For one who likes to branch out of his or her immediate discipline, EEM is a great choice. I was ecstatic to have the flexibility to study Ecology and Forestry Economics one semester and then study Environmental Law and Natural Resource Conservation the next. The faculty were all willing to work with each student truly catering his or her course trajectory based upon his or her own unique interests, be it aspirations to practice law, work in the private sector, or advocate for wetland restoration with a non-profit. An important take-away is that my professors wanted me to have this experience – they were all very willing to work with me and carefully consider my educational aspirations.

What advice would you give for students trying to pick a major or for students thinking about the EEM major?

To the student who wants to take 12 hours a semester and show up to class still asleep, I suggest you pursue other options. However, if you are willing to learn and are passionate about environmental or agricultural issues – the next sustainable food system, fishery economics, how can we change the energy grid, or even moving to downtown DC and directly contributing to the environmental policy process – then I highly suggest that you speak with one of the faculty members in the Department of Agricultural Economics about the Environmental Economics and Management degree.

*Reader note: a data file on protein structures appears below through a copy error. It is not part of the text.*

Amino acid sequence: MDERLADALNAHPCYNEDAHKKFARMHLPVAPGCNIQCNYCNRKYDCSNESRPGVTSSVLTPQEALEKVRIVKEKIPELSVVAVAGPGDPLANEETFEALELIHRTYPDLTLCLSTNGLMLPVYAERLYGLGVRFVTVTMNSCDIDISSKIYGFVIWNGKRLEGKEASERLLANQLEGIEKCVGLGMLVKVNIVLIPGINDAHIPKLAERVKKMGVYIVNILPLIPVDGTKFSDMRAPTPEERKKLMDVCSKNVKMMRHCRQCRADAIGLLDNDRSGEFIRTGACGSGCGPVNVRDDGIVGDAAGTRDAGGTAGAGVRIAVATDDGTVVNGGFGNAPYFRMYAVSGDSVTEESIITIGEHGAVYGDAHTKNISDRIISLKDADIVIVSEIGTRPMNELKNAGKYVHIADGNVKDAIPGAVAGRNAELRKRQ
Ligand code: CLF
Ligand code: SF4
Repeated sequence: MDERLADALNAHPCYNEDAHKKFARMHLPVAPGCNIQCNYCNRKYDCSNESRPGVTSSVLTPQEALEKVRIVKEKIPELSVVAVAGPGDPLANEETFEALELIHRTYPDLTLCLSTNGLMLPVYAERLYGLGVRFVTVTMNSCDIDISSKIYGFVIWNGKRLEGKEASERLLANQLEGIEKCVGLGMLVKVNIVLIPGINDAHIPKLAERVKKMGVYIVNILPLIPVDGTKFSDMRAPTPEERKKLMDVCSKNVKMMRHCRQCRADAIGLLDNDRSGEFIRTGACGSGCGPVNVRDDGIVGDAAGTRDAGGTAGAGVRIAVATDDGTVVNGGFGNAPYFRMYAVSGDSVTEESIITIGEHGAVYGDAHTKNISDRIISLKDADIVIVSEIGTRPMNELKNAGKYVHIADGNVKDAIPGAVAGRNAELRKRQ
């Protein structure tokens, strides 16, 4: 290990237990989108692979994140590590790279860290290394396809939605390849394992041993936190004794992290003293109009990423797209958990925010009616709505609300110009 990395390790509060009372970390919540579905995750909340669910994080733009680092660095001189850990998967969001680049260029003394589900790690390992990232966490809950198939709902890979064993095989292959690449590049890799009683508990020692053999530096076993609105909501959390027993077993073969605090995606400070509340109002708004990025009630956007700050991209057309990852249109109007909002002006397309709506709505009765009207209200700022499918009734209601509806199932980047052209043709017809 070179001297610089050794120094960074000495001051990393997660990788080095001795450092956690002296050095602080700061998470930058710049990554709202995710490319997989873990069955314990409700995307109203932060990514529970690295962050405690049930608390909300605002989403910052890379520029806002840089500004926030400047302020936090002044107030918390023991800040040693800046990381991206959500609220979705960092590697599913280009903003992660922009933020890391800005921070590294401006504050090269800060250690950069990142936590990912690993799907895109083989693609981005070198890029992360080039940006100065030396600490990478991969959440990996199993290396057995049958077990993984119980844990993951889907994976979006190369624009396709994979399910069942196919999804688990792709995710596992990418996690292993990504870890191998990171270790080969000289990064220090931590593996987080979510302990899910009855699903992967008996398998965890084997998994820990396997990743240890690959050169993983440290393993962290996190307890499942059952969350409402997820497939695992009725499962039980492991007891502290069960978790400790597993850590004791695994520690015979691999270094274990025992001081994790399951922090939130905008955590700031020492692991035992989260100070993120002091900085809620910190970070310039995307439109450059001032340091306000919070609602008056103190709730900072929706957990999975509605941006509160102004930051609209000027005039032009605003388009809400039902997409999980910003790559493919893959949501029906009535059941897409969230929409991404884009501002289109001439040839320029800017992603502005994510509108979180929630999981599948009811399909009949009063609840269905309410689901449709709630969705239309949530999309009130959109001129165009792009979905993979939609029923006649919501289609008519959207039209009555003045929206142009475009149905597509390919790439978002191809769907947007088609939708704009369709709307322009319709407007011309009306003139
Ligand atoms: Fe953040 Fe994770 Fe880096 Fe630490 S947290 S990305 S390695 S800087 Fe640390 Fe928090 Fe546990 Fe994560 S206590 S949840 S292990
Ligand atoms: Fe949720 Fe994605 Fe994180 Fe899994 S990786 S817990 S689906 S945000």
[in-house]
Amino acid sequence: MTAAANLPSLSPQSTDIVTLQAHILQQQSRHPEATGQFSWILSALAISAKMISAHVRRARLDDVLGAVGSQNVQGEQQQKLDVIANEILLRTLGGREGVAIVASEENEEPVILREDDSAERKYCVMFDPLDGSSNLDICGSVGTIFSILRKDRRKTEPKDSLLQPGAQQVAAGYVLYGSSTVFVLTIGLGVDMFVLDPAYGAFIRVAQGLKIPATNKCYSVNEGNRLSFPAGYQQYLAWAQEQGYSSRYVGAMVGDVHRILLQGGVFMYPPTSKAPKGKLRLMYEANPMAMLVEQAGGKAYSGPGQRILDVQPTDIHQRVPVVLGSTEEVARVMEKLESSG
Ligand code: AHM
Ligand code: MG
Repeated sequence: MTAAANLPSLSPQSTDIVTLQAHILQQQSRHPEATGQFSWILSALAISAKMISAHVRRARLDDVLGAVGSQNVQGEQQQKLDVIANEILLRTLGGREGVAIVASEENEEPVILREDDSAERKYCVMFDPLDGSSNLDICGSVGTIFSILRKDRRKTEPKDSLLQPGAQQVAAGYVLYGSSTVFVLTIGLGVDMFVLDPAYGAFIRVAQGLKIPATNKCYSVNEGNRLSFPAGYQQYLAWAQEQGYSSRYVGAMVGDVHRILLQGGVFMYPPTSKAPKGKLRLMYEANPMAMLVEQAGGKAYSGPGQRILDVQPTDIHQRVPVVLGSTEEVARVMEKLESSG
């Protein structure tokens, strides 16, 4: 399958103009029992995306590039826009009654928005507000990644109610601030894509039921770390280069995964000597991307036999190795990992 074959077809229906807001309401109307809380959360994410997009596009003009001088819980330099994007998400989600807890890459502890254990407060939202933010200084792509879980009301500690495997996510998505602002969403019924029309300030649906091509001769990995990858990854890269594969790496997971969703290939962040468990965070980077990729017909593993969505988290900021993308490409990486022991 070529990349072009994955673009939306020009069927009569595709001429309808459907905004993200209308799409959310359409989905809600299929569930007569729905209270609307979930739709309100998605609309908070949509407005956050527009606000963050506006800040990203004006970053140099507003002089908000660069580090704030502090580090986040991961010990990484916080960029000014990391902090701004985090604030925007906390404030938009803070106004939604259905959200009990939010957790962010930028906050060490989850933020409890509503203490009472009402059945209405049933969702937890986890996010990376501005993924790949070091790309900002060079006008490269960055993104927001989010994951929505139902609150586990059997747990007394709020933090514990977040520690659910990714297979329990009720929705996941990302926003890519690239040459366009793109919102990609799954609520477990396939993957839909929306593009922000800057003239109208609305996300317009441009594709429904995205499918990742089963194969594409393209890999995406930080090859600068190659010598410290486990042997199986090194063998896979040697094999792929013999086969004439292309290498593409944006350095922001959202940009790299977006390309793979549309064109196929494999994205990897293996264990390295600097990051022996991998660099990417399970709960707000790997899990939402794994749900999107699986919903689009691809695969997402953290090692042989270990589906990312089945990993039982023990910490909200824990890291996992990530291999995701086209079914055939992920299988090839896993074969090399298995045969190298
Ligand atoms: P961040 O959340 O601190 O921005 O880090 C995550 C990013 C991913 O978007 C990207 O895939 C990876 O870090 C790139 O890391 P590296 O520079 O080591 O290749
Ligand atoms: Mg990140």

Any other thoughts on the EEM major, your experiences in the program, extracurriculars at MSU, etc. and how it has shaped your life, helped you achieve goals, etc?

As an EEM student, I was always encouraged by my adviser and professors to pursue my interests. Because of their flexibility and openness, I was able to study abroad in Spain, conduct research in Brazil, and even teach English as a Second Language in Arequipa, Peru. To top it all off, my major adviser* and I shared a common interest – we both studied Music as a secondary major. No matter how eclectic or quickly my interests changed, I was always supported by the Department. I firmly believe that my diversity in education and personal experience is one of the strongest assets that I bring to the workplace, and it all started with pursuing a degree in Environmental Economics and Management.

Any other comments?

College is expensive – better make sure your investment is worthwhile.

Thanks, Jonathon!

*Guess who?